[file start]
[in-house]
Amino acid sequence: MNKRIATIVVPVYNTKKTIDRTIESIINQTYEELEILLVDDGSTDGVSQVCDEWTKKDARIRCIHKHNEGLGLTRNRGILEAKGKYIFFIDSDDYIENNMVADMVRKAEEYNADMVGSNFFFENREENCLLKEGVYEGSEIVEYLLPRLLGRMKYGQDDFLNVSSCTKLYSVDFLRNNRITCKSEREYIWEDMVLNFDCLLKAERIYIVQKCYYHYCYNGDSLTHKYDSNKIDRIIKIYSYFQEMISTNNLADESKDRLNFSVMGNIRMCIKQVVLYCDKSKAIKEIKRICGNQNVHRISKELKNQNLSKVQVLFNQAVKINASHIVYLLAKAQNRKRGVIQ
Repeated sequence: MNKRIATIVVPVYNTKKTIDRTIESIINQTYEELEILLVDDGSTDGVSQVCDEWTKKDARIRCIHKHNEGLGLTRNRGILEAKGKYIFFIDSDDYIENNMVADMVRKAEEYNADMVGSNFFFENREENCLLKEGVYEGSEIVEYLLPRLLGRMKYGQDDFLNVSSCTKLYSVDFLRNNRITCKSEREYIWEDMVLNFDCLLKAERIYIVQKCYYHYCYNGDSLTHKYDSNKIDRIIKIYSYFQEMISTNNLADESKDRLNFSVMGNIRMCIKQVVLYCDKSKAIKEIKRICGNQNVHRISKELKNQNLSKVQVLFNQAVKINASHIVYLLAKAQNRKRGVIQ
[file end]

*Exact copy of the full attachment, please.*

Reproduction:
[in-house]
Amino acid sequence: MNKRIATIVVPVYNTKKTIDRTIESIINQTYEELEILLVDDGSTDGVSQVCDEWTKKDARIRCIHKHNEGLGLTRNRGILEAKGKYIFFIDSDDYIENNMVADMVRKAEEYNADMVGSNFFFENREENCLLKEGVYEGSEIVEYLLPRLLGRMKYGQDDFLNVSSCTKLYSVDFLRNNRITCKSEREYIWEDMVLNFDCLLKAERIYIVQKCYYHYCYNGDSLTHKYDSNKIDRIIKIYSYFQEMISTNNLADESKDRLNFSVMGNIRMCIKQVVLYCDKSKAIKEIKRICGNQNVHRISKELKNQNLSKVQVLFNQAVKINASHIVYLLAKAQNRKRGVIQ
Repeated sequence: MNKRIATIVVPVYNTKKTIDRTIESIINQTYEELEILLVDDGSTDGVSQVCDEWTKKDARIRCIHKHNEGLGLTRNRGILEAKGKYIFFIDSDDYIENNMVADMVRKAEEYNADMVGSNFFFENREENCLLKEGVYEGSEIVEYLLPRLLGRMKYGQDDFLNVSSCTKLYSVDFLRNNRITCKSEREYIWEDMVLNFDCLLKAERIYIVQKCYYHYCYNGDSLTHKYDSNKIDRIIKIYSYFQEMISTNNLADESKDRLNFSVMGNIRMCIKQVVLYCDKSKAIKEIKRICGNQNVHRISKELKNQNLSKVQVLFNQAVKINASHIVYLLAKAQNRKRGVIQ